Charles and Ray Eames were a husband-and-wife design duo that worked mostly
during the mid-twentieth century, with their most famous work being the Eames House in Pacific Palisades, California. The Eames duo is also well known for their industrial design, graphic design and filmmaking. They designed many different furniture pieces over their lifetimes and also developed different furniture-building techniques, such as manufacturing fiberglass furniture, plastic resin chairs and wire mesh chairs.
“Charles explained that the designers wanted
it to have the ‘warm, receptive look of a well-used first baseman’s mitt.”
The Eames Lounge Chair and Ottoman were created in 1956. The original versions of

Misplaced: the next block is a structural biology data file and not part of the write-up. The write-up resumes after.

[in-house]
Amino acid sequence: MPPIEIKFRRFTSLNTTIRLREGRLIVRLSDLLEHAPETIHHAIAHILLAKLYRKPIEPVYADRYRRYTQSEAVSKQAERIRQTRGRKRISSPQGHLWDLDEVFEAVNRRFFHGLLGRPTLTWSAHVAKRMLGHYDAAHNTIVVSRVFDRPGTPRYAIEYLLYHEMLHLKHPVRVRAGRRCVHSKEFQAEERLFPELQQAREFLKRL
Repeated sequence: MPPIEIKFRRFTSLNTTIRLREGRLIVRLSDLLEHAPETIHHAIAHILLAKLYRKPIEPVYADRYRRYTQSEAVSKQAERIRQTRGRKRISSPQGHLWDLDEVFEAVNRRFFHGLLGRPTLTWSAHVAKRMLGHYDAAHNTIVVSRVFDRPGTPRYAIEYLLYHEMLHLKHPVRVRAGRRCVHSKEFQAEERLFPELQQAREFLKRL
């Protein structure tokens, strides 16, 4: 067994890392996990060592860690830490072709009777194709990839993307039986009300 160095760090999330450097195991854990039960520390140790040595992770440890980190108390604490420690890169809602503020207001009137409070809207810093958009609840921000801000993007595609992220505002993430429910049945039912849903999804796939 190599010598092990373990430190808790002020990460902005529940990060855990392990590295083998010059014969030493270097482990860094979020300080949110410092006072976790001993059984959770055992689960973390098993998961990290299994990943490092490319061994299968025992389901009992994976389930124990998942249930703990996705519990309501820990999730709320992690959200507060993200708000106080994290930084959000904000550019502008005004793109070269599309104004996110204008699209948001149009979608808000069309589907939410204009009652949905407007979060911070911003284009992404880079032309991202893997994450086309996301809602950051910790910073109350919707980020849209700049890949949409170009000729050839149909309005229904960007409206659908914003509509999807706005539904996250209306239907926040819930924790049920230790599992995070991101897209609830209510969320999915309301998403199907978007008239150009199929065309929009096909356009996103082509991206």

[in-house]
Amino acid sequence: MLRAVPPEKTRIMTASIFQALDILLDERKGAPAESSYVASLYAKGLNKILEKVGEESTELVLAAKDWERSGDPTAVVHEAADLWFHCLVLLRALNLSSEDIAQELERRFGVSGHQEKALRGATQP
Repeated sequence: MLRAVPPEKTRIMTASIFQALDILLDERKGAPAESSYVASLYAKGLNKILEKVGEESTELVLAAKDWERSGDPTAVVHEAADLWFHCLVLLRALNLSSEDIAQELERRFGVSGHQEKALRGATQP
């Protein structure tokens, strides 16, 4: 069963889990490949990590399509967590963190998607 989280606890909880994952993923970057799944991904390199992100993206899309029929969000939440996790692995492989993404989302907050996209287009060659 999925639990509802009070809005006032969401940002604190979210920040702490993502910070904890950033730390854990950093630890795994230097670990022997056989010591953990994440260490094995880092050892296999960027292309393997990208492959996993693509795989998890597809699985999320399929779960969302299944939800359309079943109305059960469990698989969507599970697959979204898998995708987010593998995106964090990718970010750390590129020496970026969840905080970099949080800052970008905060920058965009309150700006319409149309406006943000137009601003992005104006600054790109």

the chair were crafted from five thin layers of plywood which were then covered by a
veneer of Brazilian rosewood. Examples of the chair are part of the permanent
collection at the New York Museum of Modern Art.
When they were conceptualizing the chair, Charles explained that the designers wanted
it to have the “warm, receptive look of a well-used first baseman’s mitt.” As Charles and
Ray’s home provided the backdrop for the couple’s gracious hosting of a famously
eclectic group of friends and associates, providing “a special refuge from the strains of
modern living,” so too the lounge chair and ottoman were conceived to provide
welcoming comfort to the body.